I have made a copy, moved icons around on the desktop, and then logged out, logged in, and restored what I had copied. The icons again stacked in the upper right corner of the desktop. After this exercise, I display below the ls -la of both the original and saved files. Clearly, these files seem to contain the correct information, but somehow it does not seem to restore quite correctly. For now, I am keeping a screenshot of the current desktop layout so that at least I may manually restore things in the future. An "automatic" restore would be nice. Notice in the gvfs-metadata directory there are "automatically" backed-up copies of home with various extensions with past dates. What would be useful is a utility that did the manual save and the permitted a proper manual restore (a straight restore via a copy seems to not keep things in the correct location -- perhaps a Software Updater recommended update of some entity changed the way the "coordinates" are measured/described?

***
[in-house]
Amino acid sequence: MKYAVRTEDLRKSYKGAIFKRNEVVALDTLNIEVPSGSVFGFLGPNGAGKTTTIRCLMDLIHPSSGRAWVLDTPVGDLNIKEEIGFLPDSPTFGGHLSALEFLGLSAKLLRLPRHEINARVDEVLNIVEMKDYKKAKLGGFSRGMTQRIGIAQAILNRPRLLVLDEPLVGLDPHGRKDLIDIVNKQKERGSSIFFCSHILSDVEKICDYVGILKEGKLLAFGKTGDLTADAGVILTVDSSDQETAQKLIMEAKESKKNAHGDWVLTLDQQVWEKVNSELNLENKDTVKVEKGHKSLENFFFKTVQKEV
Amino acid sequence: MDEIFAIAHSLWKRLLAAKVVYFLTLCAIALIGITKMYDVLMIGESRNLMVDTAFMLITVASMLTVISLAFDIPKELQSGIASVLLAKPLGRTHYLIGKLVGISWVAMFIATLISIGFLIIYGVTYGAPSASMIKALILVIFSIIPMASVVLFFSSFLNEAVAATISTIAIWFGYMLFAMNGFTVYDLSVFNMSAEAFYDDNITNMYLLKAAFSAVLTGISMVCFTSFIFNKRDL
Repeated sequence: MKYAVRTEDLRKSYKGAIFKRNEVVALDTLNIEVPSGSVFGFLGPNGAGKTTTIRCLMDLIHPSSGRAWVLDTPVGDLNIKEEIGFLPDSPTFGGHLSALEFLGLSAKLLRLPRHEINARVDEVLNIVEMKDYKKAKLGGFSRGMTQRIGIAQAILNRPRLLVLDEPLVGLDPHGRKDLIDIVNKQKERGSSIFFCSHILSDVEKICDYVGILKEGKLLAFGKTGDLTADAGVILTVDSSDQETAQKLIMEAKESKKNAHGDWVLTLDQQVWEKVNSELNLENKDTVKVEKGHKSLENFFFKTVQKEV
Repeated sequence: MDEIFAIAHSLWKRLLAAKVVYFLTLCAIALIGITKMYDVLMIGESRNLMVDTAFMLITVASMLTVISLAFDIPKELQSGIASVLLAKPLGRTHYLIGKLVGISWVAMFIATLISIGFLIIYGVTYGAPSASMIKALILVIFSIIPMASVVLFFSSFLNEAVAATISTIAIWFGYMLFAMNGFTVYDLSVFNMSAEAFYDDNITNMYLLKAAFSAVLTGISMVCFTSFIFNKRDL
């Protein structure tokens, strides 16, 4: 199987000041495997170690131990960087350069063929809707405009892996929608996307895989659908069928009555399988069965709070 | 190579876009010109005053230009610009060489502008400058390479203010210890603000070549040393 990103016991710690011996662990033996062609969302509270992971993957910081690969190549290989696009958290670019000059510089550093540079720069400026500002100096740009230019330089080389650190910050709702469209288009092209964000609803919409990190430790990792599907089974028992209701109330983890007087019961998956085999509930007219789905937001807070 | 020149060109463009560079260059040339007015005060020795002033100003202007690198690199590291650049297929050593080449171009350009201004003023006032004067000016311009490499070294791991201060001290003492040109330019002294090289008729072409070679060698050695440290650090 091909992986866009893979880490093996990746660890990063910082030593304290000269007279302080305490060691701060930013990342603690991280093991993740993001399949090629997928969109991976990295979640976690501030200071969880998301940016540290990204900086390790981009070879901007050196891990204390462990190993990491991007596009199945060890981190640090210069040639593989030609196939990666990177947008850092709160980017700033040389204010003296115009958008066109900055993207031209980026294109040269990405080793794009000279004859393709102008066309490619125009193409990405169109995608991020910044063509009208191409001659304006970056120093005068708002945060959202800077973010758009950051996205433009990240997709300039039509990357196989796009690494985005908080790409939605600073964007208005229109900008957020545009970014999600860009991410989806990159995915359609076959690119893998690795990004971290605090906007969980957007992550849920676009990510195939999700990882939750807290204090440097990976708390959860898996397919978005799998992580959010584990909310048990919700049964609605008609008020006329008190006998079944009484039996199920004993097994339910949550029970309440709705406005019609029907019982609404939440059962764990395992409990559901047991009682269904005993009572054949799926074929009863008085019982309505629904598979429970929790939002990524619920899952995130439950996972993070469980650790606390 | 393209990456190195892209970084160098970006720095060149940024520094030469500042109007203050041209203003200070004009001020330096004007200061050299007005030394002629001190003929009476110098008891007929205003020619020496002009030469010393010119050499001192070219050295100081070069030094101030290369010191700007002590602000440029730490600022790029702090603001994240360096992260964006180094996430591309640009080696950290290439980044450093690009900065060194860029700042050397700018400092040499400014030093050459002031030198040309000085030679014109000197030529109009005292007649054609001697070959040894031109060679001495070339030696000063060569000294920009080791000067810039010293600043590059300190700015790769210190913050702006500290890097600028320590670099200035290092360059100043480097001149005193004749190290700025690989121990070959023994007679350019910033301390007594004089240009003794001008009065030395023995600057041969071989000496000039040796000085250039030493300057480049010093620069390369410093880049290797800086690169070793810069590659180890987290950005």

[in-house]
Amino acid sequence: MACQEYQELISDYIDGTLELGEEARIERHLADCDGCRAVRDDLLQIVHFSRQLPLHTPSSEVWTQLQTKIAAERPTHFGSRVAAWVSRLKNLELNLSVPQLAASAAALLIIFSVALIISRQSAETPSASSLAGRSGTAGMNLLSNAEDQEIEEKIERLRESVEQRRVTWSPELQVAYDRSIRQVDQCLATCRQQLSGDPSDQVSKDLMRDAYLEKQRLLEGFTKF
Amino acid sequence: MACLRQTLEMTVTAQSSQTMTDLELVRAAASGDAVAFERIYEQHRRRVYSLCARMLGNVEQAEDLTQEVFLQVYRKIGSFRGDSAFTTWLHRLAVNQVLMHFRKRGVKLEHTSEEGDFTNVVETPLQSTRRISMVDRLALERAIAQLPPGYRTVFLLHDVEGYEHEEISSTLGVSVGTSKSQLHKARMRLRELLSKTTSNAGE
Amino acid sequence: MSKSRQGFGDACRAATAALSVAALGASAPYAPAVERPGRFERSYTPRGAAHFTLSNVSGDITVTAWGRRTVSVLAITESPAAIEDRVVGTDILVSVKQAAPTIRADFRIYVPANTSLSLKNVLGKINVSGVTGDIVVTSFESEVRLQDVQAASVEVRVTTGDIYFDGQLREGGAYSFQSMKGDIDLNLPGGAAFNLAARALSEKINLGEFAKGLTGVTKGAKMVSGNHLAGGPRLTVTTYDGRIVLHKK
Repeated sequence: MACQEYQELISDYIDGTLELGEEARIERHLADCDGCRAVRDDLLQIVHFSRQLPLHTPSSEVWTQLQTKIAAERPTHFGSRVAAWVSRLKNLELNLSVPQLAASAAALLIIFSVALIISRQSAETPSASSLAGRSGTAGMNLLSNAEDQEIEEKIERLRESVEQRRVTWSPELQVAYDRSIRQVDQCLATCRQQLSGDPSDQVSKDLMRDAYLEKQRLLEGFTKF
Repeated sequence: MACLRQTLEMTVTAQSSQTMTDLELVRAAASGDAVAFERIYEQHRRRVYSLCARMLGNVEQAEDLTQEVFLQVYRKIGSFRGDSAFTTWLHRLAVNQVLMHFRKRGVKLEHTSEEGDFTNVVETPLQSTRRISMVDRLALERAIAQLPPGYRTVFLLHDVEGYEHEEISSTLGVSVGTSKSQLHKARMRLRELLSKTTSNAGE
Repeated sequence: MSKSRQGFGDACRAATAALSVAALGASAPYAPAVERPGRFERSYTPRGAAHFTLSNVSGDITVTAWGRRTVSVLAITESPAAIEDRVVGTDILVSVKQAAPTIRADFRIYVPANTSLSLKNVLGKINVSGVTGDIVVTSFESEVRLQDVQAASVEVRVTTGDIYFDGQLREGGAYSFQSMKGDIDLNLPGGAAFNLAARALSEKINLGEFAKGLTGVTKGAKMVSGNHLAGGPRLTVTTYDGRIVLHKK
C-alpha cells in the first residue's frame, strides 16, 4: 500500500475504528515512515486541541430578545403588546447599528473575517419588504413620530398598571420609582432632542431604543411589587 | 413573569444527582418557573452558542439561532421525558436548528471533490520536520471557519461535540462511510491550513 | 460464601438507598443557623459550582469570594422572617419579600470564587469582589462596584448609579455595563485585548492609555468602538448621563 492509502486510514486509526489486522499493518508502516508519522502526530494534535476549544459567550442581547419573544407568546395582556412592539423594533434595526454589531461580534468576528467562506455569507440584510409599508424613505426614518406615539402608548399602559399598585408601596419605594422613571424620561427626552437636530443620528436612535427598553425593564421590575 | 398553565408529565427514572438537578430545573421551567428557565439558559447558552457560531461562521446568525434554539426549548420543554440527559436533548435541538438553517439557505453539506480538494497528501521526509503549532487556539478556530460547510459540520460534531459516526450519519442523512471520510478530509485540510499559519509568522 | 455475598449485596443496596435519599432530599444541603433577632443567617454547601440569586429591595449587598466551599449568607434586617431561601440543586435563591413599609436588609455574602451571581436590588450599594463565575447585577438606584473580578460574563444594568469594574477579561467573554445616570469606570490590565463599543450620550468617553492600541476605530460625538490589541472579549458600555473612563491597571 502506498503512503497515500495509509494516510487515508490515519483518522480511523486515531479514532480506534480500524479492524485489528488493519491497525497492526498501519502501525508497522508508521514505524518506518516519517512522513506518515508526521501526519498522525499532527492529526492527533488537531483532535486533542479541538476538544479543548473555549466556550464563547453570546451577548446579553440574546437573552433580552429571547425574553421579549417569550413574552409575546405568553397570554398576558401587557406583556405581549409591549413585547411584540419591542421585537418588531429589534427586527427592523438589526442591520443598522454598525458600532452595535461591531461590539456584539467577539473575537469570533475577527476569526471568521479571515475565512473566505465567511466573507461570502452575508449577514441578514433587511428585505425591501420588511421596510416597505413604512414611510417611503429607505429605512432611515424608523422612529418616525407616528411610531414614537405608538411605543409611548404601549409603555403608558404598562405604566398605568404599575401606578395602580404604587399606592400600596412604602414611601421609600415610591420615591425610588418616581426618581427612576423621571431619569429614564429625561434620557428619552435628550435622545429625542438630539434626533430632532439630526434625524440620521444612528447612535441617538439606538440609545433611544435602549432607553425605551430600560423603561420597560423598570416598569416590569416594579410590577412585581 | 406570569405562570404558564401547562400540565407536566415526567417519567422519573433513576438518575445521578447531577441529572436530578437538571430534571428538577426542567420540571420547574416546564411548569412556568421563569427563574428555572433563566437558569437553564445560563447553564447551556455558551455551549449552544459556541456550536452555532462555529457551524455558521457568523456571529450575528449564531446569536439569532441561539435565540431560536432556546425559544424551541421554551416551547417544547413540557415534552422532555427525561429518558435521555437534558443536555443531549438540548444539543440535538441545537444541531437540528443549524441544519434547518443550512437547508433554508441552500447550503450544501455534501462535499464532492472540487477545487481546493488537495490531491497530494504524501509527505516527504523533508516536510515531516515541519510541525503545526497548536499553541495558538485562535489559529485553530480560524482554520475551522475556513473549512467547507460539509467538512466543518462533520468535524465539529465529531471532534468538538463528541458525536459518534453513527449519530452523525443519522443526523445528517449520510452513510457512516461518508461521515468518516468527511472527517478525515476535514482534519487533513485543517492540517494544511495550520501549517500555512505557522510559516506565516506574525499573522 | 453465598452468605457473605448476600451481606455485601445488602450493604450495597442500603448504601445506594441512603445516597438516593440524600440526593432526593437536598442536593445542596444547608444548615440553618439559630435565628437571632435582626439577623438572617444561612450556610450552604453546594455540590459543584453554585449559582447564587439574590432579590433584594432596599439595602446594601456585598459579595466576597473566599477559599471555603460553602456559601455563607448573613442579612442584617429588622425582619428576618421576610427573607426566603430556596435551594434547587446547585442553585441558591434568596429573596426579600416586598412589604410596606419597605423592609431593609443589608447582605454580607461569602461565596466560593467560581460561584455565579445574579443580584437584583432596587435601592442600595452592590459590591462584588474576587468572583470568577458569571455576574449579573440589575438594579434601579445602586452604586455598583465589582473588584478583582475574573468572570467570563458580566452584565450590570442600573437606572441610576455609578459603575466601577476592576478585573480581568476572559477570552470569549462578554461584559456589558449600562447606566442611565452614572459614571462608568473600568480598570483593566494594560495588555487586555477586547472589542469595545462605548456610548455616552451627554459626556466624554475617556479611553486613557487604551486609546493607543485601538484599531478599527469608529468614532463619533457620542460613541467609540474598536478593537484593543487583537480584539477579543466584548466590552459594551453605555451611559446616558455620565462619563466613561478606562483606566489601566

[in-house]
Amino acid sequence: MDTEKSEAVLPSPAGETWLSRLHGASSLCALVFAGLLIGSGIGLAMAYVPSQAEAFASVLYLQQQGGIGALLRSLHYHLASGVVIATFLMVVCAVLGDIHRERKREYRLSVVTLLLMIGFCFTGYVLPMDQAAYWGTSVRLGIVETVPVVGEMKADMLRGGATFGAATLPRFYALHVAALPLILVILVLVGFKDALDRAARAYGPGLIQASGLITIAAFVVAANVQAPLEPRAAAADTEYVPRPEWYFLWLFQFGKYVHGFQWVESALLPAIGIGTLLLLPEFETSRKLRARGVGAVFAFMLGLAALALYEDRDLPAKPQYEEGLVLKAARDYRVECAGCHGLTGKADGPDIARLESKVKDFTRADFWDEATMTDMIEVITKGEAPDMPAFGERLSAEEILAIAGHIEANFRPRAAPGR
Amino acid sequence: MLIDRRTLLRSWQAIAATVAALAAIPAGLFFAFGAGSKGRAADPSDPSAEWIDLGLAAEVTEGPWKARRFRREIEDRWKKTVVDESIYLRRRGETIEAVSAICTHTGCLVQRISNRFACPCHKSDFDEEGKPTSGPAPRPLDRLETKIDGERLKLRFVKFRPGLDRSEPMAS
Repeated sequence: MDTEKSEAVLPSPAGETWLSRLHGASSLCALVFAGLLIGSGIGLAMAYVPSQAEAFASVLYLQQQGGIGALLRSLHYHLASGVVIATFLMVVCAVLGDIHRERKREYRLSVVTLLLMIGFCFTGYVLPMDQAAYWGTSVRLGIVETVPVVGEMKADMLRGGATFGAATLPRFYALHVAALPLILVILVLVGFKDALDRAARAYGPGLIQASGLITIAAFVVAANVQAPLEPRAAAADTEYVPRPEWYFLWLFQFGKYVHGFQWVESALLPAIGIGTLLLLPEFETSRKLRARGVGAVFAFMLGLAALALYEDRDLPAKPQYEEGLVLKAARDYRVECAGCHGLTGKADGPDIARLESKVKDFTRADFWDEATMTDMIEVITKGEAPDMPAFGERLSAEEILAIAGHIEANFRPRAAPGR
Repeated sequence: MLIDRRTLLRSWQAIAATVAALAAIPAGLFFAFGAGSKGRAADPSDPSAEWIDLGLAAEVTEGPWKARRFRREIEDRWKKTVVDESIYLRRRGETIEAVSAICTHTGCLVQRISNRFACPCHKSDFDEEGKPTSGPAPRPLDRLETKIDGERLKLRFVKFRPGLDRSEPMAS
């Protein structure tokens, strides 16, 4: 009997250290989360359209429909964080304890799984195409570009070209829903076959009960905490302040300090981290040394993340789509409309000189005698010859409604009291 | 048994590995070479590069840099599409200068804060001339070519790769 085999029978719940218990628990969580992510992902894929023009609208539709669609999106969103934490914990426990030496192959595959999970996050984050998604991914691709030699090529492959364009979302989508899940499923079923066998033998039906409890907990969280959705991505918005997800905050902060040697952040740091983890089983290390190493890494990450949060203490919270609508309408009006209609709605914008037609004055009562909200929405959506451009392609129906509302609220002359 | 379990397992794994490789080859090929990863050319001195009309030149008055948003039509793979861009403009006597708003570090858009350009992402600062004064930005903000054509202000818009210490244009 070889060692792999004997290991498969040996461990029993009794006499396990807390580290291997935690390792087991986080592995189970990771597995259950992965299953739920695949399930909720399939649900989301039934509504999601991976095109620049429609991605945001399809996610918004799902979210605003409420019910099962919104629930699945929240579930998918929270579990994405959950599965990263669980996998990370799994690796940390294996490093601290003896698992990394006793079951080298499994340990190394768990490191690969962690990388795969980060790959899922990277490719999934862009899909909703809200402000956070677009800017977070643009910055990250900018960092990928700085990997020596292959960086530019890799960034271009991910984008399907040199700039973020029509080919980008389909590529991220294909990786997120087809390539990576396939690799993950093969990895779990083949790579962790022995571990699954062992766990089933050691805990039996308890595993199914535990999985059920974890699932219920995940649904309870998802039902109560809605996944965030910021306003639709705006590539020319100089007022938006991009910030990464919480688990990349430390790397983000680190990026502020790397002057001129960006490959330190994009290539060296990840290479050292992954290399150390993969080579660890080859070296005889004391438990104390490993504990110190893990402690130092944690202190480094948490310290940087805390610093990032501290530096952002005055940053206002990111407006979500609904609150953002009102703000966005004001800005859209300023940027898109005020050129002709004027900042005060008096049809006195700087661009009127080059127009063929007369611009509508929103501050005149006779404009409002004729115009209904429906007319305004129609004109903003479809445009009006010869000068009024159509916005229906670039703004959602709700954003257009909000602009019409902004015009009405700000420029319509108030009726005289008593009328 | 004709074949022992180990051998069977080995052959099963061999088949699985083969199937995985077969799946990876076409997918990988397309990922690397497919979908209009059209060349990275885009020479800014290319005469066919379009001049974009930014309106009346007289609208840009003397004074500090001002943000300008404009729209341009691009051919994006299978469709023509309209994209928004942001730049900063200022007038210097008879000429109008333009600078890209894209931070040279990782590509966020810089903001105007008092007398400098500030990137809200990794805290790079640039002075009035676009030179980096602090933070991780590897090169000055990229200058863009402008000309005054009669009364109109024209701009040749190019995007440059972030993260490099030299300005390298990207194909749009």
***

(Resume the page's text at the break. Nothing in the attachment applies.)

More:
[email protected]:~$ ls -la ~/.local/share/gvfs-metadata/*home*
-rw------- 1 ykarant ykarant 374404 Mar  1 13:03 /home/ykarant/.local/share/gvfs-metadata/home
-rw-rw-r-- 1 ykarant ykarant  32768 Mar  1 13:03 /home/ykarant/.local/share/gvfs-metadata/home-2c92a3a1.log
-rw-rw-r-- 1 ykarant ykarant  32768 Mar  1 12:38 /home/ykarant/.local/share/gvfs-metadata/home-6add20ad.log
-rw-rw-r-- 1 ykarant ykarant  32768 Mar  1 12:41 /home/ykarant/.local/share/gvfs-metadata/home-c1a40386.log
-rw------- 1 ykarant ykarant 360588 Feb 18 10:17 /home/ykarant/.local/share/gvfs-metadata/home.UPGVY0
-rwxr-xr-x 1 ykarant ykarant   4140 Oct  9 22:13 /home/ykarant/.local/share/gvfs-metadata/home.X0RKS0
[email protected]:~$ ls -la ~/saves-gvfs/gvfs-metadata/*home*
-rw------- 1 ykarant ykarant 374404 Mar  1 08:07 /home/ykarant/saves-gvfs/gvfs-metadata/home
-rw-rw-r-- 1 ykarant ykarant  32768 Mar  1 08:07 /home/ykarant/saves-gvfs/gvfs-metadata/home-8f4c6a45.log
-rw------- 1 ykarant ykarant 215060 Nov 14 19:09 /home/ykarant/saves-gvfs/gvfs-metadata/home.T57FU0
-rw------- 1 ykarant ykarant 360588 Feb 18 10:17 /home/ykarant/saves-gvfs/gvfs-metadata/home.UPGVY0
-rwxr-xr-x 1 ykarant ykarant   4140 Oct  9 22:13 /home/ykarant/saves-gvfs/gvfs-metadata/home.X0RKS0